I and many other education leaders were very disappointed to hear you speak on BBC Radio 4's Today programme this morning about knife crime. There is undoubtedly a problem we need to solve. It is a socially complex problem that requires a sophisticated policy response from a number of people and agencies working together.
It is truly disappointing that you have chosen to point the finger at schools, and in particular academies. Bringing state education into disrepute helps no-one – least of all those vulnerable young people. A blame culture will not solve the problem of knife crime. Nor will unevidenced assertions about the link between exclusions and knife crime.
I am sure you are aware that the schools’ inspectorate, Ofsted, has said there is no convincing evidence that exclusions in and of themselves lead to knife crime.
There is a need to talk about provision for those most vulnerable to crime, gangs and knives, as part of a responsible policy response. The Confederation of School Trusts, where I am chief executive, would like to invite you and the eight police commissioners who wrote to the Department for Education to a summit with education leaders to discuss the issue of high-quality provision and partnership solutions.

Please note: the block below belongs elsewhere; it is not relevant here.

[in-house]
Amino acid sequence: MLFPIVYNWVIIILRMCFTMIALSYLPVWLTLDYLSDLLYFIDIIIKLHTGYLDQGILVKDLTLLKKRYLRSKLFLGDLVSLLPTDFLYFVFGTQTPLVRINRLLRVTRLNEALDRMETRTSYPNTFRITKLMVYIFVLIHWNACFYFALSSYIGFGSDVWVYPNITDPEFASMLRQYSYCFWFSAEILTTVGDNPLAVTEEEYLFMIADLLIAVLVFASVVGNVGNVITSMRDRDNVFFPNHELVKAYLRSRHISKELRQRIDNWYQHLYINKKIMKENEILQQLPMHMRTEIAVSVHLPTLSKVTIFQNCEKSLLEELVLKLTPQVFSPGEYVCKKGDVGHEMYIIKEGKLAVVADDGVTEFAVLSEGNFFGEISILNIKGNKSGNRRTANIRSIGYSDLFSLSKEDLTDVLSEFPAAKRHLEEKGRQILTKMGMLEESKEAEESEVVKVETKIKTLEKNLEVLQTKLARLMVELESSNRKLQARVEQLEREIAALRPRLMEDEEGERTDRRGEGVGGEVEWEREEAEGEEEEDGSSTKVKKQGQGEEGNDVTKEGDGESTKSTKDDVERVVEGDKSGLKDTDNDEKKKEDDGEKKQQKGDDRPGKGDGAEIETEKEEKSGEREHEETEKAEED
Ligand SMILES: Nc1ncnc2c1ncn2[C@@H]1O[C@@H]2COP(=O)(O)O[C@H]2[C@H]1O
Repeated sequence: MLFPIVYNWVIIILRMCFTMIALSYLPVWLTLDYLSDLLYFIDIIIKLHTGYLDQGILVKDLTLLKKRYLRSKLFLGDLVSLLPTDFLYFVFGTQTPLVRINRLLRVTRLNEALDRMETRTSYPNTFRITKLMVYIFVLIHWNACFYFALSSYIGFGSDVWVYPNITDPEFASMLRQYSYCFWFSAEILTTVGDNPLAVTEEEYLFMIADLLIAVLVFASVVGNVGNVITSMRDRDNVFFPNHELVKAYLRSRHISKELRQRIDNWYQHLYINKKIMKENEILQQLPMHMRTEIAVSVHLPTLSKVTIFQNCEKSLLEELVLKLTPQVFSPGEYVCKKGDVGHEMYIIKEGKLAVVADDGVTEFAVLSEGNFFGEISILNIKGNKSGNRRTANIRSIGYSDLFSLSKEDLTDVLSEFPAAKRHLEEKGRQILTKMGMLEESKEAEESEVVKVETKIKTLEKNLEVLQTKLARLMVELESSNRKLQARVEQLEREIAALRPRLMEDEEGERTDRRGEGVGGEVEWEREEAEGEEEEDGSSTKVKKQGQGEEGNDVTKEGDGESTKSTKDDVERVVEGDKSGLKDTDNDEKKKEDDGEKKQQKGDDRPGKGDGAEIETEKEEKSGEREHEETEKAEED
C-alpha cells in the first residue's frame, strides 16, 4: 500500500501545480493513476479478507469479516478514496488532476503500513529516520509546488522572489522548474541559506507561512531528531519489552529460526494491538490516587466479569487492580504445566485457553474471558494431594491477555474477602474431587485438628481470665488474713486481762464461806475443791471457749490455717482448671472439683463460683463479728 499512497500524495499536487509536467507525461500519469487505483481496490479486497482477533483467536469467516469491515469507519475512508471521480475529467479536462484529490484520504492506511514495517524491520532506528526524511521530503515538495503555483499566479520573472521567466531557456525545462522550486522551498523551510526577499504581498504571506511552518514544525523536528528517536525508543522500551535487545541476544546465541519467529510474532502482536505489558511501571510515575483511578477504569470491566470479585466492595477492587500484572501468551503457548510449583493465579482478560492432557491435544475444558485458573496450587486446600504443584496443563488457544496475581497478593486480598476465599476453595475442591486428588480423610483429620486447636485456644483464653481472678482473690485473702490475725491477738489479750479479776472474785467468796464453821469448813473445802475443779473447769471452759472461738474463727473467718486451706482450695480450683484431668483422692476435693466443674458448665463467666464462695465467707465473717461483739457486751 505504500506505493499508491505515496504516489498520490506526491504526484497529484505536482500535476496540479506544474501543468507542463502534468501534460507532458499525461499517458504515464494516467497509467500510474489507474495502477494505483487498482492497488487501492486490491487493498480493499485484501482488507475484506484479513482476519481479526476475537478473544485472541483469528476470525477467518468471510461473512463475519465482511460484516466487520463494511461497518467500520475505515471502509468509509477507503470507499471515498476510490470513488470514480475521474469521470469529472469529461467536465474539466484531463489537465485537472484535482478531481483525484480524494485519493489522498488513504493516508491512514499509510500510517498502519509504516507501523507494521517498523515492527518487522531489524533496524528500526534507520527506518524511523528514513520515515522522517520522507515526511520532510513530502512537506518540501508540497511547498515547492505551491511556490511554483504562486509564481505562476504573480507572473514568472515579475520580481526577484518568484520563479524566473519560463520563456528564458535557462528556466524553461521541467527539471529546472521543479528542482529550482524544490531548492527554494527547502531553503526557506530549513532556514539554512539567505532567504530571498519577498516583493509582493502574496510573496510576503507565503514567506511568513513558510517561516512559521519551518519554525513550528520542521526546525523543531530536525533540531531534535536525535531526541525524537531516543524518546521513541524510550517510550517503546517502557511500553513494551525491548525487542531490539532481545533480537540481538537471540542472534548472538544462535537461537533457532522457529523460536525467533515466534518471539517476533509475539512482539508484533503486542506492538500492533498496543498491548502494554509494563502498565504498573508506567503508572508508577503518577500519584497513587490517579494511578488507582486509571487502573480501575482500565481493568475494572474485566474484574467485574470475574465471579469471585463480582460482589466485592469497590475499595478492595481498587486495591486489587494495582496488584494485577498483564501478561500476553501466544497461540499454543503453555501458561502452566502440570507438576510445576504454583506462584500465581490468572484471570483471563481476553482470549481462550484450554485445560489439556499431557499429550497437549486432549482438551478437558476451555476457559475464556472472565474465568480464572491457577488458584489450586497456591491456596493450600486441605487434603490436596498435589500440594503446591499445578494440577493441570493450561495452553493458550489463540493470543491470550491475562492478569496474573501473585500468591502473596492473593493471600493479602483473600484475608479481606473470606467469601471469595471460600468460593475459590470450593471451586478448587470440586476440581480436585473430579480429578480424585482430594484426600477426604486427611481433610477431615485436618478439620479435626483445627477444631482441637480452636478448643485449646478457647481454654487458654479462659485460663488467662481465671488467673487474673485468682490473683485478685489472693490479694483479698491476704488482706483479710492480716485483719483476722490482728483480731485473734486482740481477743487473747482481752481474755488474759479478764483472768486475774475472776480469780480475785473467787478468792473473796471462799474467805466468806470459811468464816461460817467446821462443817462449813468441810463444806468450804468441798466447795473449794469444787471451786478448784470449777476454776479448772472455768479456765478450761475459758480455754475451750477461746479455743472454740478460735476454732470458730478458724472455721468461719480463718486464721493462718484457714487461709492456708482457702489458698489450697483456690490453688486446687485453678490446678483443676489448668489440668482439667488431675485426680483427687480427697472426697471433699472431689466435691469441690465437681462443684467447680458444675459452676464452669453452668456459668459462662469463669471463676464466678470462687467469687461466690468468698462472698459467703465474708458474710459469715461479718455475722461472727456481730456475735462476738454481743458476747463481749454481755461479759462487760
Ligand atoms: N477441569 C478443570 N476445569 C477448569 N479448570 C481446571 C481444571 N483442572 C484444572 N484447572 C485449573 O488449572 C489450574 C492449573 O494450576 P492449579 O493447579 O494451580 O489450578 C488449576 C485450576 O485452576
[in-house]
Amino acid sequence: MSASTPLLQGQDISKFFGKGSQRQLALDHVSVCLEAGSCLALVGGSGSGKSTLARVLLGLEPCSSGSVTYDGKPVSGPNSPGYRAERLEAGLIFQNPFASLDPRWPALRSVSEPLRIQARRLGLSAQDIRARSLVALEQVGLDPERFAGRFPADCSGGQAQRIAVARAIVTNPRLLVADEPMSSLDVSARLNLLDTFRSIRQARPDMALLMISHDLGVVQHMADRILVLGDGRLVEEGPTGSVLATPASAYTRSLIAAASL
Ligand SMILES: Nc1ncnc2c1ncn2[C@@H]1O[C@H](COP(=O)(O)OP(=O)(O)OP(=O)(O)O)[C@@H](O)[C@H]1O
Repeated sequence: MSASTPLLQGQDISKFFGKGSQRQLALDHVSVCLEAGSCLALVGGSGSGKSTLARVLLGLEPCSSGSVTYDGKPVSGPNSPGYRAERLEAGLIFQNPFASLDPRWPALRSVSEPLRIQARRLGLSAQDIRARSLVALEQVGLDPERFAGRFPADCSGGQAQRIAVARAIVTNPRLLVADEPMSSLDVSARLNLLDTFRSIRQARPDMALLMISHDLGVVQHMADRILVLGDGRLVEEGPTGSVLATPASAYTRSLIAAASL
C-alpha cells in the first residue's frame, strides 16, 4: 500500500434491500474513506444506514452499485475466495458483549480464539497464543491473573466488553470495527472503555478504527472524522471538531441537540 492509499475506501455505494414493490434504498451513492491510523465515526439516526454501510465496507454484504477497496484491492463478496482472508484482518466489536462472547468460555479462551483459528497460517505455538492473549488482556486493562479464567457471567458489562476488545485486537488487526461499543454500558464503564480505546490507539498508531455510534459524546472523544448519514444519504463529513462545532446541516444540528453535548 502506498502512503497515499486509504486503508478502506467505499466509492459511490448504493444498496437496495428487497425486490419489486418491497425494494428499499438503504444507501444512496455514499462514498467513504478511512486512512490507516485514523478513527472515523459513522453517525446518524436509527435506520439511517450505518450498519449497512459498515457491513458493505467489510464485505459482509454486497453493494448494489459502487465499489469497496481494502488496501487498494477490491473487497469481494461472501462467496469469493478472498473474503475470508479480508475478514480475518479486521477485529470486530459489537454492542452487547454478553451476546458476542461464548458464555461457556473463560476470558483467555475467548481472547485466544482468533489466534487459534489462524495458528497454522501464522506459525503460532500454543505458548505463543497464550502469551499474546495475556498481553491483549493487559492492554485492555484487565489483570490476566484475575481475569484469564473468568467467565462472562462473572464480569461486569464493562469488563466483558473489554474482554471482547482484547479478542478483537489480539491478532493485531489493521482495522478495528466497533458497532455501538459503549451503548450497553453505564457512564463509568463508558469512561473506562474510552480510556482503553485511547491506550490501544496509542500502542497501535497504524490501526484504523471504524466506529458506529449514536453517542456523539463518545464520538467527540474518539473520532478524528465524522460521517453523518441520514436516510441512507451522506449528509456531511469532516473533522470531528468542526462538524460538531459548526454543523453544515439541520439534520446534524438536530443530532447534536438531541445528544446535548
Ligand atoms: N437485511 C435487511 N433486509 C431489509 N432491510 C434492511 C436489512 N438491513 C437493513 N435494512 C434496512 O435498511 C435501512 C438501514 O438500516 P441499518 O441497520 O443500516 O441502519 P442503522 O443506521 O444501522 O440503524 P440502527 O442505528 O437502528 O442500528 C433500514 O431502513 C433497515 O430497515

I will shortly be writing to you with the details of this summit. I hope you and the police commissioners will accept this invitation in the spirit of partnership – working together to find the right policy solutions for this complex issue, in the public interest.
Leora Cruddas is the Chief Executive of the Confederation of School Trusts (CST), the sector body for academy and multi-academy trusts. She tweets @LeoraCruddas